A simple explanation of installing and using RV LED bulbs

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This is likely the best video we’ve come across that explains the differences between LED and the standard incandescent bulbs that come with most RVs. So many videos like this are complicated and hard to understand. This one by long-time RVtravel.com reader Wolfe Rose  is easy to follow. It explains the two different types of bulbs including the cost of purchasing and using them.

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Irv Goomba
2 months ago

Things to consider with LED lamps:

Some LEDs can get hot. I’ve found the super super cheap lamps that come from some factory with a name like “Zing Pow” will often be a crap shoot. After you install a replacement, run it on it’s high setting. Put your hand near the fixture after 5 minutes. Not hot? Good.

Some LEDs might say “Dimmable”, but that doesn’t mean your *dimmer* can handle it, especially older dimmers. If the light flickers rapidly, it’s not really dimmable, or your dimmer isn’t happy with LEDs. Might want to try -one- before committing to a full replacement.

Next, look at life hours. Many LEDs used to be rated 50,000 hours. I guess lamp makers realized that was going to kill business, so you started seeing 25,000 hour lamps. I’ve seen some rated 10,000. Maybe this won’t matter if you only weekend in your RV a couple times a year, but it’s a consideration.

Then we have “color temperature”. That’s the number on the package like “2700k”. The higher the number, the more “blue” (and harsh) the light will be. 2700k will be more like the warm yellowish color of an incandescent light, probably a better choice for sleeping areas. 5600k will be very bright, probably better suited to living or work areas.

Yes, common thought is that’s they’re cool, last forever… but that’s not always the case.

Debra
2 months ago

Very good information. And I’ve been trying to figure out for ages how to remove the lens cover from my ceiling lights to clean them. I didn’t know they slide to the side – so easy!!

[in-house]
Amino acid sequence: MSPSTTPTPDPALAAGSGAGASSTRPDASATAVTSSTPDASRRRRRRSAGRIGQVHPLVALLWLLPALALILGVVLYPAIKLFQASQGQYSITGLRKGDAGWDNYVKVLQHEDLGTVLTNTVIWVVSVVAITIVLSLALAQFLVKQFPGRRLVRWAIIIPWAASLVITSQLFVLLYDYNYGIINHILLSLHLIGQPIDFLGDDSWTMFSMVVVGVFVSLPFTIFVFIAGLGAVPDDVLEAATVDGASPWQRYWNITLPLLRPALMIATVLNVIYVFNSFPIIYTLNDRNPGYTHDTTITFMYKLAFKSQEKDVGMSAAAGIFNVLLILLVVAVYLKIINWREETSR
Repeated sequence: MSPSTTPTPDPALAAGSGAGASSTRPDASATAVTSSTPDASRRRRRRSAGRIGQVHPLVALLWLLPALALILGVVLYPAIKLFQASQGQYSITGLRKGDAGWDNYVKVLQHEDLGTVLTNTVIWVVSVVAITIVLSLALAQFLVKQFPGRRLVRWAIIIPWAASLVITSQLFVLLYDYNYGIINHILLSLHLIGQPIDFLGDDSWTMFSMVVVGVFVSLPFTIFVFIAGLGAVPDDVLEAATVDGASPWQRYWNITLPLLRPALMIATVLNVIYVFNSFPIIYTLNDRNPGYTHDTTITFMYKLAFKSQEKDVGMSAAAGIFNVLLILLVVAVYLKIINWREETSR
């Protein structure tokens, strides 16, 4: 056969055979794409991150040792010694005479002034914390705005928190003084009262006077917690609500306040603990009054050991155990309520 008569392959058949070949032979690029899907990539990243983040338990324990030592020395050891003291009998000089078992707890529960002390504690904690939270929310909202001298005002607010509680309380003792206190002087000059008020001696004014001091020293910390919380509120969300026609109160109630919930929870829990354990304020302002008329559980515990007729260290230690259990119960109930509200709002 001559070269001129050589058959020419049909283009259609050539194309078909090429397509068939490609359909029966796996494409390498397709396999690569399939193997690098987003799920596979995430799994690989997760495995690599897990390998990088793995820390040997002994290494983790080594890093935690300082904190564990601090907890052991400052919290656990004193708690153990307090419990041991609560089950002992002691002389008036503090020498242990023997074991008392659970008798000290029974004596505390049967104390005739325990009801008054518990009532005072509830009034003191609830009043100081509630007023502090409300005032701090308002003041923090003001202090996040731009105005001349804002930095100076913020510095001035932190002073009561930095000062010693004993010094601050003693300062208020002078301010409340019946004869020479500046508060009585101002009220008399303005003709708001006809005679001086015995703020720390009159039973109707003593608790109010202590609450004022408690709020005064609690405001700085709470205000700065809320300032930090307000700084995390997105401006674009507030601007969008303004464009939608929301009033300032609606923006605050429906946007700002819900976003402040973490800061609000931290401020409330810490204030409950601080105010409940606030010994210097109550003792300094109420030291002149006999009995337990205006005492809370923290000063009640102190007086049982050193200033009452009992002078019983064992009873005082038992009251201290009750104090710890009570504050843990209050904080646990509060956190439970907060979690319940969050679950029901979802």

Jere L Engelman
2 months ago

Surprised you don’t have a link to Amazon to buy these?

DAVE TELENKO
2 months ago

Speaking of going down the road, I’ve found that on my running, tail & turn lights that when they went out most of the time the wire element inside had broken from the rough roads. Even since i’ve used LED’s on all my vehicles. I do remember that on my porch lite that the cover had melted from the incandescent bulb, that was my 99 Winnebago, LED’s were not so common back then as they are now!
Snoopy

Nugterenf@gmail.com
2 months ago

The LED bulb does not use a small delicate wire to create light. When an incandescent light is jarred by travel down a bumpy road the wire element is easily broken. The LED bulb lasts longer, it is not affected by a rough ride.

tom
2 months ago

I even replaced all the ceiling mounted lights in my house with led’s. No more ladders at my age.

Tommy Molnar
2 years ago

We replaced all our bulbs with LEDs. They cost a bit more but (as John above stated) if you shop on-line you can find affordable replacements. I got mine from Joe at “Cabin Bright” on-line. When you boondock as much as we do, this is a lifesaver.

Also, like John mentioned, when we removed our light covers, the sockets all had black burn-like smudges around them. Heat! Using a digital multi-meter, you can test the difference between turning on a conventional light and an LED. Huge difference in power drain.

John Goodell
2 years ago

1. Another good reason for using LED’s is to avoid the heat that incandescent bulbs produce. After a few years of heavy use I found that many of my fixtures had a ‘scorched’ appearance around the bulb. Maybe this is not too damaging, or maybe it is not important, but I think it shortens the life of the fixture. LED’s won’t generate enough heat to cause this and since the fixtures are very light weight plastic I thought this was a very good thing! This also applies to a few 110v AC fixtures in my trailer.
2. I found LED’s at the RV store to be VERY expensive, but much cheaper on Amazon, more like your prices.
3. I also found there is a difference in the light output, and sometimes the LED’s are TOO BRIGHT! You have to pay attention to the brightness by comparing the LUMENS.